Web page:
The Federal Circuit, in a three-judge panel, recently decided a medical diagnostics patent case that has an unusual concurrence written by one of the three judges, Judge Linn. In Ariosa Diagnostics, Inc. et.al. v. Sequenom, Inc. et.al. (Fed. Cir. June 12, 2015), (“Sequenom”) the Court affirmed a district court summary judgment holding that U.S. Patent No. 6,258,540 (“the ‘540 patent”) is invalid under 35 U.S.C. § 101 as not directed to patent eligible subject matter.

The Court based its holding on Mayo Collaborative Services v. Prometheous Laboratories, Inc., 566 U.S. __, 132 S. Ct. 1289 (2012) (“Mayo”).

The ‘540 patent claims a method for detecting cell-free fetal DNA (“cffDNA”) in maternal blood samples. A sample claim of the ‘540 patent is:

  1. A method for detecting a paternally inherited nucleic acid of fetal origin performed on a maternal serum or plasma sample from a pregnant female, which method comprises: amplifying a paternally inherited nucleic acid from the serum or plasma sample and detecting the presence of a paternally inherited nucleic acid of fetal origin in the sample.

The Court followed the two step Mayo method of determining subject matter eligibility for processes claiming the use of laws of nature, natural phenomena, and abstract ideas.

In the first step, the Court determines whether the claims at issue are “directed to” a patent-ineligible concept. Here, the Court held that the claims are directed to a natural phenomenon because the method “begins and ends with a natural phenomenon.”

In the second step, the Court determines whether “additional elements ‘transform the nature of the claim’ into a patent-eligible application.” Here, the Court held that the claims do not pass the second step because “the method steps were well-understood, conventional and routine.”

In its analysis, the Court, citing Alice Corp. v. CLS Bank Int’l, __ U.S. __, 134 S. Ct. 2347, 2354 (2014), (“Alice”) “made clear that the principle of preemption is the basis of the judicial exceptions to patentability.” However, the Court also stated that “[W]here a patent’s claims are deemed only to disclose patent ineligible subject matter under the Mayo framework, as they are in this case, preemption concerns are fully addressed and made moot.” The Court declined to adopt the appellee’s “distinction among natural phenomena based on whether or not they will interfere signifcantly with innovation in other fields now or in the future.” The Court also stated that the Supreme Court has instructed that a “[g]roundbreaking, innovative or even brilliant discovery does not by itself satisfy the § 101 inquiry.” Assn for Molecular Biology v. Myriad Genetics, Inc., 569 U.S. __, 133 S. Ct. 2107, 2117 (2013) (“Myriad”).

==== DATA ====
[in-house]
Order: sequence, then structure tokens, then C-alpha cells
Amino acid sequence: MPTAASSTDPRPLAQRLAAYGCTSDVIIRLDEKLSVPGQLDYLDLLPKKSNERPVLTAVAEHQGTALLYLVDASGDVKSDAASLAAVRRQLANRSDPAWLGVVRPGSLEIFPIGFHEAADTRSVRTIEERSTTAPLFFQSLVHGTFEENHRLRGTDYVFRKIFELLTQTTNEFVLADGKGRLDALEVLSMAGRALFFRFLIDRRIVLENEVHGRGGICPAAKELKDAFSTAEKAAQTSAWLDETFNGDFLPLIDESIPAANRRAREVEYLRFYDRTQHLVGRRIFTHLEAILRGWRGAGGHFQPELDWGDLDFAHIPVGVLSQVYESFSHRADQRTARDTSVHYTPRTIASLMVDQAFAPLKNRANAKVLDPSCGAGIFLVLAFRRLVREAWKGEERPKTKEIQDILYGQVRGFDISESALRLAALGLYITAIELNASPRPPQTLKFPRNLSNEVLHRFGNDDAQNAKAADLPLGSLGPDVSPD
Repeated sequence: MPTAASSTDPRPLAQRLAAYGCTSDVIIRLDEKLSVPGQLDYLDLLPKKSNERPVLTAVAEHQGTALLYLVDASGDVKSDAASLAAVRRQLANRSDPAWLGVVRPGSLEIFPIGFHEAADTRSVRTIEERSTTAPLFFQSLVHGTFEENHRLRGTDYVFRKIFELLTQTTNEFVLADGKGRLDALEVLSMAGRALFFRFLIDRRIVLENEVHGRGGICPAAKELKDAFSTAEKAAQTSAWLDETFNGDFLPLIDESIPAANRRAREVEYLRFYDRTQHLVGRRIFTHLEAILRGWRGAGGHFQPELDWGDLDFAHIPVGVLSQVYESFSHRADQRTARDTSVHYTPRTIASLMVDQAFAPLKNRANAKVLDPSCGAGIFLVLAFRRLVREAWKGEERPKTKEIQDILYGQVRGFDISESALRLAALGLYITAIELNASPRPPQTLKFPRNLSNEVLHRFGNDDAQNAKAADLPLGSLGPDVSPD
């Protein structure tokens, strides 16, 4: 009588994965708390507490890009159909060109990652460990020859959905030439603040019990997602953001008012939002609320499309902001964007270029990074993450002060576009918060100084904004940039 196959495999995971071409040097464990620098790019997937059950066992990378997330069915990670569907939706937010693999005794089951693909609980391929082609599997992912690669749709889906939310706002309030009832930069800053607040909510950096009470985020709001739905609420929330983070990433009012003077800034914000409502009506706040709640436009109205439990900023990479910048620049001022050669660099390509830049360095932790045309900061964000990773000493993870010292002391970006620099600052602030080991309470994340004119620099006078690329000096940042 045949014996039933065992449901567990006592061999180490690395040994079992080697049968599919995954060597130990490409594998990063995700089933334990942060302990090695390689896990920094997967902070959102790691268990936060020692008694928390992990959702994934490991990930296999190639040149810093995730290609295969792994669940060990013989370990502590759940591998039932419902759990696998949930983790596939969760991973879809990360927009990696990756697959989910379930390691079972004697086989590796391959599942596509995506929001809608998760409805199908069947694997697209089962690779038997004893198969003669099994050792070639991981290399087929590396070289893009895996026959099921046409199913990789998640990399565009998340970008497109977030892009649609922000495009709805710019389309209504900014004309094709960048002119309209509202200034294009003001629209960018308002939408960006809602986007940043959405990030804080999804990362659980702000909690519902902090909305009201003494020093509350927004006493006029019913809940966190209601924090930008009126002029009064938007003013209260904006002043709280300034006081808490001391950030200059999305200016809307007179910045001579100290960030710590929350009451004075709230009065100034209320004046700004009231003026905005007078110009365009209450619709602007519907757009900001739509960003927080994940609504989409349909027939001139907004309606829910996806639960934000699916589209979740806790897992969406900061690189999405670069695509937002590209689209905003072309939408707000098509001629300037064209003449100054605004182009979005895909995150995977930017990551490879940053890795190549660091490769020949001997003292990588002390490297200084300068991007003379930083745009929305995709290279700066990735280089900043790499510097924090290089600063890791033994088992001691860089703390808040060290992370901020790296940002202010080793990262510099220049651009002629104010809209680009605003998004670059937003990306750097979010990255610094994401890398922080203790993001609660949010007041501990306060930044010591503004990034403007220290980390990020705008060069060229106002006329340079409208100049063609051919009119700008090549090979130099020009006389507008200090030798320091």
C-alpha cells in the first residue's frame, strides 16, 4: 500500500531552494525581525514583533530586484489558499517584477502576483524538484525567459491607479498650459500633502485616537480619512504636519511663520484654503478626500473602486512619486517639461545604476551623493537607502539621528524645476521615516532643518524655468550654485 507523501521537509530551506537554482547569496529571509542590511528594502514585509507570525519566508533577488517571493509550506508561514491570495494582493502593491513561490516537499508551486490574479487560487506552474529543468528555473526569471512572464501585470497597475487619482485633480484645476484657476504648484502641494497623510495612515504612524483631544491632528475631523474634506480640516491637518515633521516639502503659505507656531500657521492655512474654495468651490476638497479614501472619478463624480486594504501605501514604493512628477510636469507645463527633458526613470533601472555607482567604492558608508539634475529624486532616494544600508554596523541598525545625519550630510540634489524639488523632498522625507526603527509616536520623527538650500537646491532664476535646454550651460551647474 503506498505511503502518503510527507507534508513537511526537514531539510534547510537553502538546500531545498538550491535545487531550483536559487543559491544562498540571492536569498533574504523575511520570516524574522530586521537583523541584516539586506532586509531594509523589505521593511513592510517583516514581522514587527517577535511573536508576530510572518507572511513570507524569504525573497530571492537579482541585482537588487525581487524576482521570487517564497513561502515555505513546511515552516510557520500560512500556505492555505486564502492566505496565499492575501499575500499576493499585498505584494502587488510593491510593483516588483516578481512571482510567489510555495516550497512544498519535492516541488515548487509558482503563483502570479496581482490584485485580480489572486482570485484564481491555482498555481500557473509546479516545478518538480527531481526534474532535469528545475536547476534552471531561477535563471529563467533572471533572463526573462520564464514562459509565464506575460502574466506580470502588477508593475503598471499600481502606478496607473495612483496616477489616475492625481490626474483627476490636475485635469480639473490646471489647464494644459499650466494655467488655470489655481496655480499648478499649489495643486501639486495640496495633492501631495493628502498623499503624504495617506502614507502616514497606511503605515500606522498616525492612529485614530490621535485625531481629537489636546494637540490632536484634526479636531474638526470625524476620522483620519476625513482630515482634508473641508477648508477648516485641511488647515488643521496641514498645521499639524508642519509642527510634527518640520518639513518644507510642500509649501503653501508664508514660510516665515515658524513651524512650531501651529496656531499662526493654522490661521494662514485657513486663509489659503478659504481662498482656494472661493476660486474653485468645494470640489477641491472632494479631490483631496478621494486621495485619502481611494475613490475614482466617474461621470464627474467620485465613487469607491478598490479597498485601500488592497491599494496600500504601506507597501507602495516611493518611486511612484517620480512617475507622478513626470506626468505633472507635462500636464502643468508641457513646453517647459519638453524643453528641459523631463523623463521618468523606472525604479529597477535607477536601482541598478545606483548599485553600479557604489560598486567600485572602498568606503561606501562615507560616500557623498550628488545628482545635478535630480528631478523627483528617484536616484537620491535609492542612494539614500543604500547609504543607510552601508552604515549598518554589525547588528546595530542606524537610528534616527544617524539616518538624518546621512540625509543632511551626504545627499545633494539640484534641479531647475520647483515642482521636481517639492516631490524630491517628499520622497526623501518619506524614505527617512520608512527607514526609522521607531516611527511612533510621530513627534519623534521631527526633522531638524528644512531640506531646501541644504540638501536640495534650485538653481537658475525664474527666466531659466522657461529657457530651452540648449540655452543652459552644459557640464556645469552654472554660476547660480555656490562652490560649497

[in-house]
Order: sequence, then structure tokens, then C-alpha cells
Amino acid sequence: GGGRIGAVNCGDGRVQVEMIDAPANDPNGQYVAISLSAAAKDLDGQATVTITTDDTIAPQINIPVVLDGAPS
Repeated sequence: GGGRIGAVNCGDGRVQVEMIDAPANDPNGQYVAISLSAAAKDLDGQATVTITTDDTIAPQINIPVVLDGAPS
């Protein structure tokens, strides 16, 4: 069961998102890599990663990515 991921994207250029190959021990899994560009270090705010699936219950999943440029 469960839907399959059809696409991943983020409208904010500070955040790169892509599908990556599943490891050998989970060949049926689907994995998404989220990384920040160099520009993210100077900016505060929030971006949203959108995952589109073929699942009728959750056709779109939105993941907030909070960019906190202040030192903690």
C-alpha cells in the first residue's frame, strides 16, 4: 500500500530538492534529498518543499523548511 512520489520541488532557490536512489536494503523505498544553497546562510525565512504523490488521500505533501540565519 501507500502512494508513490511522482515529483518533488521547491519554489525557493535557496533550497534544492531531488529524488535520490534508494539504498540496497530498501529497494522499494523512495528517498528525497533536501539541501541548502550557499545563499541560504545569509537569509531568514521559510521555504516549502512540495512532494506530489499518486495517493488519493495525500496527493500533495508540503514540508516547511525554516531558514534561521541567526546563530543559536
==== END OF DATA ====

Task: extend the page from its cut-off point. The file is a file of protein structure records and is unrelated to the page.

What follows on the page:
Judge Linn wrote a concurring opinion but stated he was doing so “only because I am bound by the sweeping language of the test set out in [Mayo].” He further explained:

“The Supreme Court’s blanket dismissal of conventional post-solution steps leaves no room to distinguish Mayo from this case, even though here no one was amplifying and detecting paternally-inherited cffDNA using the plasma or serum of pregnant mothers.”

Sequenom is notable for the stringent application of the Mayo analysis even in the case of (admittedly) an absence of prior art and the presence of a “new way that revolutionized prenatal care.” This is an indication of the Federal Circuit’s new obeisance to its chastising by the Supreme Court in Alice, Mayo, and Myriad. However, Judge Linn’s concurrence suggests that not all of the members of the Court fully subscribe.